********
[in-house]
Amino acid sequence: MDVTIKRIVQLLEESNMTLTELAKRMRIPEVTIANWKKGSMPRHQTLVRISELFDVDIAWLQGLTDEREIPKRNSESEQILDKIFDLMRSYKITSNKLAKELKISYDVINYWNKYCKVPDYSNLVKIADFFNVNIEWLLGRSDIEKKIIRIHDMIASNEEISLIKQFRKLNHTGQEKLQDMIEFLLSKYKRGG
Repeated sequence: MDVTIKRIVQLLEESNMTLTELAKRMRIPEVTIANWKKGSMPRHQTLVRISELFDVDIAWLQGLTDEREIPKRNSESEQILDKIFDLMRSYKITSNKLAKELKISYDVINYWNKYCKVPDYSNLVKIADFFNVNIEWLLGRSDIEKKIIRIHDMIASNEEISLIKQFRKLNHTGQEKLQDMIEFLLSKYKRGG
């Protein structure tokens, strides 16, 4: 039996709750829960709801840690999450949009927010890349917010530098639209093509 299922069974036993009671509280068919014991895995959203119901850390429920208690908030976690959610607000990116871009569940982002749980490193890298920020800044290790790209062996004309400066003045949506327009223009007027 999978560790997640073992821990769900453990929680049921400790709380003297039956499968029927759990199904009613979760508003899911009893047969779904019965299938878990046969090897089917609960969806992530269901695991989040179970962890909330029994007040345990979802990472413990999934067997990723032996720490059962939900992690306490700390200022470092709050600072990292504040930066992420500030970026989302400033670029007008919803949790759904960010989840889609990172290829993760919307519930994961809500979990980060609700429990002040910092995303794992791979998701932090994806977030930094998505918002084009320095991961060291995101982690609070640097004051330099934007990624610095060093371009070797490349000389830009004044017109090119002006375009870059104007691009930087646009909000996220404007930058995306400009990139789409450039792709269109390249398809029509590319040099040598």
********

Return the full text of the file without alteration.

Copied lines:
[in-house]
Amino acid sequence: MDVTIKRIVQLLEESNMTLTELAKRMRIPEVTIANWKKGSMPRHQTLVRISELFDVDIAWLQGLTDEREIPKRNSESEQILDKIFDLMRSYKITSNKLAKELKISYDVINYWNKYCKVPDYSNLVKIADFFNVNIEWLLGRSDIEKKIIRIHDMIASNEEISLIKQFRKLNHTGQEKLQDMIEFLLSKYKRGG
Repeated sequence: MDVTIKRIVQLLEESNMTLTELAKRMRIPEVTIANWKKGSMPRHQTLVRISELFDVDIAWLQGLTDEREIPKRNSESEQILDKIFDLMRSYKITSNKLAKELKISYDVINYWNKYCKVPDYSNLVKIADFFNVNIEWLLGRSDIEKKIIRIHDMIASNEEISLIKQFRKLNHTGQEKLQDMIEFLLSKYKRGG
């Protein structure tokens, strides 16, 4: 039996709750829960709801840690999450949009927010890349917010530098639209093509 299922069974036993009671509280068919014991895995959203119901850390429920208690908030976690959610607000990116871009569940982002749980490193890298920020800044290790790209062996004309400066003045949506327009223009007027 999978560790997640073992821990769900453990929680049921400790709380003297039956499968029927759990199904009613979760508003899911009893047969779904019965299938878990046969090897089917609960969806992530269901695991989040179970962890909330029994007040345990979802990472413990999934067997990723032996720490059962939900992690306490700390200022470092709050600072990292504040930066992420500030970026989302400033670029007008919803949790759904960010989840889609990172290829993760919307519930994961809500979990980060609700429990002040910092995303794992791979998701932090994806977030930094998505918002084009320095991961060291995101982690609070640097004051330099934007990624610095060093371009070797490349000389830009004044017109090119002006375009870059104007691009930087646009909000996220404007930058995306400009990139789409450039792709269109390249398809029509590319040099040598």